The Sugar House by P-HarpercollinsPubl

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A client named Ruthie — who seems to know Tess's father a little too well — asks the newspaperwoman-turned-p.i. to investigate a year-old "Jane Doe" murder and its grim aftermath. Ruthie's low-life brother, Henry, confessed to killing a teenager runaway over a bottle of glue — and, a month into his prison term, he met the same fate as his victim. Following a precious few tantalizing clues, Tess sets off on a path that is leading her from Baltimore's exclusive Inner Harbor to the city's seediest neighborhoods. But it's the shocking discovery of the runaway's true identity that turns her hunt deadly. Suddenly a supposedly solved murder case is turning up newer, fresher corpses and newer, scarier versions of the Sugar House — places that look sweet and safe...but only from the outside.

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									The Sugar House
Tess Monaghan

Author: Laura Lippman
Description

A client named Ruthie — who seems to know Tess's father a little too well — asks the
newspaperwoman-turned-p.i. to investigate a year-old "Jane Doe" murder and its grim aftermath. Ruthie's
low-life brother, Henry, confessed to killing a teenager runaway over a bottle of glue — and, a month into
his prison term, he met the same fate as his victim. Following a precious few tantalizing clues, Tess sets
off on a path that is leading her from Baltimore's exclusive Inner Harbor to the city's seediest
neighborhoods. But it's the shocking discovery of the runaway's true identity that turns her hunt deadly.
Suddenly a supposedly solved murder case is turning up newer, fresher corpses and newer, scarier
versions of the Sugar House — places that look sweet and safe...but only from the outside.
Excerpt

Sour beef day dawned clear and mild in Baltimore.Other cities have their spaghetti dinners and potluck at
the local parish, bull roasts and barbecues, bake sales and fish fries. Baltimore had all those things, too,
and more. But in the waning, decadent days of autumn, there came a time when sour beef was the only
thing to eat, and Locust Point was the only place to eat it."I'm going to ask for an extra dumpling," Tess
told her boyfriend, Crow, as his Volvo edged forward through the neighborhood's narrow streets. The
unseasonably warm day had sharpened her appetite, but then a cold one would have done the same
thing. Just about everything goosed Tess Monaghan's appetite. Good weather, bad weather. Good news,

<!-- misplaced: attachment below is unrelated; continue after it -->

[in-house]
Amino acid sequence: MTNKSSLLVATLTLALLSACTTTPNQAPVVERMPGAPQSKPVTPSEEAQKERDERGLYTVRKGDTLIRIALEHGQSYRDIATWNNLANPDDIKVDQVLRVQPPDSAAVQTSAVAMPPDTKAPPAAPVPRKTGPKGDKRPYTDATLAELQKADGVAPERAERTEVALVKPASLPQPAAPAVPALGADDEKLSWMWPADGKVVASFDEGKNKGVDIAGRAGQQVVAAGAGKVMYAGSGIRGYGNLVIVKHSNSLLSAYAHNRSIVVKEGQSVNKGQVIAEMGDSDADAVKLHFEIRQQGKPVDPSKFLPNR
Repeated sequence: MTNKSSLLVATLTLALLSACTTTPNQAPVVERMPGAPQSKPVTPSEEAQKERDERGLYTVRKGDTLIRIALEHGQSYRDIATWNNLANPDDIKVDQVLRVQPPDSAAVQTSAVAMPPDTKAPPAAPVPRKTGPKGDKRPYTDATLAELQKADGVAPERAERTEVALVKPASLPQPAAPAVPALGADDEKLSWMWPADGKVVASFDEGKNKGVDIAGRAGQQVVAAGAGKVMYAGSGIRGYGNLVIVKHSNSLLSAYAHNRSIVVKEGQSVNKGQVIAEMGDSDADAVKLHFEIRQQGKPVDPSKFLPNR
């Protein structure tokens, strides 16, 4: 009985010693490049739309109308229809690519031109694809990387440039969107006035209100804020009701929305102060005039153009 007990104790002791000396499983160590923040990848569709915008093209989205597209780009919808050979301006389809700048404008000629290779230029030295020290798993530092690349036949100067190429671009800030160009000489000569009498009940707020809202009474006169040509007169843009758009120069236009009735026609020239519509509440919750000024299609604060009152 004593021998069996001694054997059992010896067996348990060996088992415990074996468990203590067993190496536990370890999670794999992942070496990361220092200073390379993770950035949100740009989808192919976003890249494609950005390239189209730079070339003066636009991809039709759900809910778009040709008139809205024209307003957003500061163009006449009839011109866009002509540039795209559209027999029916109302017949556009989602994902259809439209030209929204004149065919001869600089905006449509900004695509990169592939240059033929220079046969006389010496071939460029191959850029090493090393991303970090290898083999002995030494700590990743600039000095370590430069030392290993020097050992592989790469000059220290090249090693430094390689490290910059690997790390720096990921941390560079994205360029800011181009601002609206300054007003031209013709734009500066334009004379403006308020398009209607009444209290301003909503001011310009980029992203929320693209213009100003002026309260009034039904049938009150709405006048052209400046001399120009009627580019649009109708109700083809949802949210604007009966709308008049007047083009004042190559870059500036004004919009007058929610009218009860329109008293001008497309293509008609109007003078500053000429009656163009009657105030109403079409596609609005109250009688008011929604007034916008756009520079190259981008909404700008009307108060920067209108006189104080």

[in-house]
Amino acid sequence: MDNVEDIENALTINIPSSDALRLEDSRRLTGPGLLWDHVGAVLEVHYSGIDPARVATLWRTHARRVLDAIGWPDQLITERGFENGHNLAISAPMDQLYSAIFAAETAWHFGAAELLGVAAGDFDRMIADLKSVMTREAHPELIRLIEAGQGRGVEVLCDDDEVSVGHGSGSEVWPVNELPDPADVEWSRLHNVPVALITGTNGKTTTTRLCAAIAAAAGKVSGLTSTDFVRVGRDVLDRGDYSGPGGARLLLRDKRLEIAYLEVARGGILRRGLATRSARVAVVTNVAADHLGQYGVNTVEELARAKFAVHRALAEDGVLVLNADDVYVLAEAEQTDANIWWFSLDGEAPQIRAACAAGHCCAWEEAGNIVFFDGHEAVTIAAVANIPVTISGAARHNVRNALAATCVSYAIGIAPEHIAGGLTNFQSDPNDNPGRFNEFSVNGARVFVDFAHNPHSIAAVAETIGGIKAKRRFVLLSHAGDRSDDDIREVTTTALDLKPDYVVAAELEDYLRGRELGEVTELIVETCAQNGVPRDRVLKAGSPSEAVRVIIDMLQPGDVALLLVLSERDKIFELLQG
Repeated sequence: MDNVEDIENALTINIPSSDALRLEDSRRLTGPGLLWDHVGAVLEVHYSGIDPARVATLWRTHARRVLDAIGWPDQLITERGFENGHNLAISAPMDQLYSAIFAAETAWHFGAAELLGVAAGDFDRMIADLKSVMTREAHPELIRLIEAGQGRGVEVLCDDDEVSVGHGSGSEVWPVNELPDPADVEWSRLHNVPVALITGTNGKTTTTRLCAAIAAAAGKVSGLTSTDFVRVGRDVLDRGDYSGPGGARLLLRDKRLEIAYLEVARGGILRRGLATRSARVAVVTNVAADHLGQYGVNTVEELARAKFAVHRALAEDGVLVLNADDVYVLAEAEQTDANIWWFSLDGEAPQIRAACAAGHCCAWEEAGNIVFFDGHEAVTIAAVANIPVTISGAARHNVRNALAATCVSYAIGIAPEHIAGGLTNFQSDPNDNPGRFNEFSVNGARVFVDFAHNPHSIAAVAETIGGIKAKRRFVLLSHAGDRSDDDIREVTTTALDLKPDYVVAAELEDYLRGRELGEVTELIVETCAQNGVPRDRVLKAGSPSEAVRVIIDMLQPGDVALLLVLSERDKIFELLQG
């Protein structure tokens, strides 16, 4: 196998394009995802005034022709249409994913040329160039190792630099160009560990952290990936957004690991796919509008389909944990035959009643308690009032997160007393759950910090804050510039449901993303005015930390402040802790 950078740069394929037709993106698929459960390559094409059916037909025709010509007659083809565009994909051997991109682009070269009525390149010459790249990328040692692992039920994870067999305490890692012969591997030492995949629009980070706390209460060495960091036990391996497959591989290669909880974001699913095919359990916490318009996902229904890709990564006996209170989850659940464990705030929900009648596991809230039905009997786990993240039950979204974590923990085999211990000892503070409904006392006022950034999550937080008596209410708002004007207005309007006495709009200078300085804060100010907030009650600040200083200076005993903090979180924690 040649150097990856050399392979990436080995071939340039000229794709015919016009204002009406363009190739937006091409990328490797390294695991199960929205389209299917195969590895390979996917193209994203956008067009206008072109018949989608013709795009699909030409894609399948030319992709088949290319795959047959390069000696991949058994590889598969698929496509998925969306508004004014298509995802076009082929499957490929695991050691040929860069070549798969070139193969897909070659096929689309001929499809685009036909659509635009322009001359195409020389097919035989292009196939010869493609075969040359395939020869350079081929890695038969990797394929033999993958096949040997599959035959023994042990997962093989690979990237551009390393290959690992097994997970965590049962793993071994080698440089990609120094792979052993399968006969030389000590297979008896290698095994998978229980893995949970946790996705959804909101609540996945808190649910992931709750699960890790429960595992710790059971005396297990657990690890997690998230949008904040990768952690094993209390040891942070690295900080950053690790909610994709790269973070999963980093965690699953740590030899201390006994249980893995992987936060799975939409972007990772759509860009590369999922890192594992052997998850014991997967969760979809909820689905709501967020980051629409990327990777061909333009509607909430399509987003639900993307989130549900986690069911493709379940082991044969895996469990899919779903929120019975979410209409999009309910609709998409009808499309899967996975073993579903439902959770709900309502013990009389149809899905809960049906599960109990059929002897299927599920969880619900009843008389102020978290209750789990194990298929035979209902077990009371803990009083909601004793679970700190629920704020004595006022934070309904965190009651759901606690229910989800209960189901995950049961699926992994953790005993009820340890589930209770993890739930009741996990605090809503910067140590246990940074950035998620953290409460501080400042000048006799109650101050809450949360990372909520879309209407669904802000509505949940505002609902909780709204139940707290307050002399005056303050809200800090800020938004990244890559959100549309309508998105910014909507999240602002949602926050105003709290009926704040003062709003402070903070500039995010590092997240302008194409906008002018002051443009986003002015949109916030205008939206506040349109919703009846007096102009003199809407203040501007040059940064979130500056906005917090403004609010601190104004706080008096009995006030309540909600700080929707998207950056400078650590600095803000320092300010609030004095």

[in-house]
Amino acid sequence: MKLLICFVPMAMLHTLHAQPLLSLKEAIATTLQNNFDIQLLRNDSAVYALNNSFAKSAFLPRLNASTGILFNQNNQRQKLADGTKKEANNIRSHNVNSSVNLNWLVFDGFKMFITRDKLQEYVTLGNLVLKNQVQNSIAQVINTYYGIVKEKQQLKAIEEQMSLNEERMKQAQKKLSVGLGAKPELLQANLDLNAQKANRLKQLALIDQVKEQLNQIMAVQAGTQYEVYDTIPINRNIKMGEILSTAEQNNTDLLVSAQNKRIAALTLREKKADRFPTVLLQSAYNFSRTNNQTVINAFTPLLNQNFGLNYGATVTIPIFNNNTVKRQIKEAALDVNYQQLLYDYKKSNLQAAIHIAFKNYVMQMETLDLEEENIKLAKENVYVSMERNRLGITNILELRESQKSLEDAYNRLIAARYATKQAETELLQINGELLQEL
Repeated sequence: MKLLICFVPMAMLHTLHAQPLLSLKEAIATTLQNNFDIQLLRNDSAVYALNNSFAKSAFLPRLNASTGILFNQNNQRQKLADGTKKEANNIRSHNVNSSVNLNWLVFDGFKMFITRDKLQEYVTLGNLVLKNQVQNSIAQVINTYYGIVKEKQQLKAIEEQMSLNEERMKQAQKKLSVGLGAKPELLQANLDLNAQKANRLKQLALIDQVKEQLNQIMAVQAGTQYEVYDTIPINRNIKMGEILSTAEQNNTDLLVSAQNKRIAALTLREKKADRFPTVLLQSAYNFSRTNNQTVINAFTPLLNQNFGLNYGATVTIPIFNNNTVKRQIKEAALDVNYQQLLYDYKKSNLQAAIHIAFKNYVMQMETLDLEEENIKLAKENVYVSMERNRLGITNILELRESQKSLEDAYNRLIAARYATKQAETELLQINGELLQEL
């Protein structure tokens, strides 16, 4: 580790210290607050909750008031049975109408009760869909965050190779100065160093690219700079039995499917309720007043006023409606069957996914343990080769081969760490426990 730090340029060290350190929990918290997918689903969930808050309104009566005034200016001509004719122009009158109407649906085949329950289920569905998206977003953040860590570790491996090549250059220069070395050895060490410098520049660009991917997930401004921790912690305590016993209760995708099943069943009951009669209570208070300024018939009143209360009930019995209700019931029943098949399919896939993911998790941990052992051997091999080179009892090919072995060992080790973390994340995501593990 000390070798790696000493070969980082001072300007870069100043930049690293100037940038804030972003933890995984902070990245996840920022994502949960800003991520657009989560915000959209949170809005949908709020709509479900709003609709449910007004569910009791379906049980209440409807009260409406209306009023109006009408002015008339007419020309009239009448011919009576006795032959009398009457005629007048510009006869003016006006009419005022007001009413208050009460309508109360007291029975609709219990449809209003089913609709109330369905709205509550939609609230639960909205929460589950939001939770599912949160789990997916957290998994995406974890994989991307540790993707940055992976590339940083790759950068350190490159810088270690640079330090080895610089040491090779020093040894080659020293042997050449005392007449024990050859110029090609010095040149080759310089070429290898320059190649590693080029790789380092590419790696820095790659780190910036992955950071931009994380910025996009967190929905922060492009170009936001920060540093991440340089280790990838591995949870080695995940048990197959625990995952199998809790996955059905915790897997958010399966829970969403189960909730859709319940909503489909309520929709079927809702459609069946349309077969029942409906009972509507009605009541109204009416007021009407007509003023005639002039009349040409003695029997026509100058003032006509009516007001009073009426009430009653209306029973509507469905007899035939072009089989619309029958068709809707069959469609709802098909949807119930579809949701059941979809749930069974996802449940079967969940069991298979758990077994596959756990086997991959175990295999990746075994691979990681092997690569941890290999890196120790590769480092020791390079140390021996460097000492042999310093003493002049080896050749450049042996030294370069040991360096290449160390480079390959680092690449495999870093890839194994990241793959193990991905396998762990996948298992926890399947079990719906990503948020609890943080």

bad news. Love affairs, breakups. Peace, war. Day and night. She had eaten when she was depressed;
happy now, she ate more. Then she worked out, so she could eat again.But the primary reason she ate
was because she was hungry, a feeling she never took for granted."You deserve an extra dumpling,"
Crow said. "You deserve whatever your heart desires. What do you want for Christmas,
anyway?""Nothing, I keep telling you, absolutely nothing. I have everything I want." She squeezed his
knee. "Although if I could have anything, it would be one of those neon signs you see at beauty supply
stores, the ones that say 'Human Hair.'"Crow started to slide the car into a mirage of a space, only to
realize the gap was really an alleyway. He sighed philosophically. "Locust Point feels like it's at the end
of the world.""Just the end of Baltimore.""Isn't that the same thing?" He was teasing her, in a way that
only he could. There was no bitter under Crow's sweet, no meaness lurking in his narrow face. When they
had first known each other, that almost-pretty face had been lost under a head full of purple dreads.
Shorn now, and back to his natural black, Crow was a guileless little beacon, beaming his feelings out
into the world. She liked that in a man.Unless the man was her father, standing on the church steps,
frowning at his watch. Her Uncle Spike was next to him, chewing placidly on a cigar. Uncle Spike didn't
take time so seriously."Great, we're late, and we'll never find a parking space this close. Look, even the
fire truck is illegally parked.""Just for carry-out," said Crow, who couldn't shake his bad habit of thinking
the best of everyone. "See, there the firefighters are now, with a stack of plastic containers. What does
sour beef taste like, anyway?""Like sauerbraten, I guess. Not that I've ever had sauerbraten.""I thought
sour beef was sauerbraten.""Yes, but — well, Baltimore, Crow." Funny how much could be explained
with just those four words. Yes, but, well, Baltimore. "If we don't get in soon, there'll be a line. The
dinner's late this year, because of a fire in the kitchen. Usually it's before Thanksgiving.""Why don't I let
you out here, and then come in when I find a place to park? Just save me a seat — and make sure it's
next to you."Tess leaned across the gearshift for a quick kiss. Crow grabbed her and gave her the sort of
deep, passionate, openmouth probe suitable to sending a loved one behind prison walls, or into the
French Foreign Legion. Since they had reunited this fall, he was living in the moment with characteristic
fervor. Tess found it overwhelming, exhausting, and altogether glorious.Although the glory faded a little
when she surfaced for air and found her father's blue eyes focused on them in a hard, unapproving stare.
Tess disentangled herself, slipped out of the car, and...
Author Bio
Laura Lippman
Laura Lippman was a Baltimore Sun reporter for twelve years. Her novels have been awarded every major
prize in crime fiction. The first-ever recipient of the Mayor's Prize for Literary Excellence, she lives in
Baltimore, Maryland.

								
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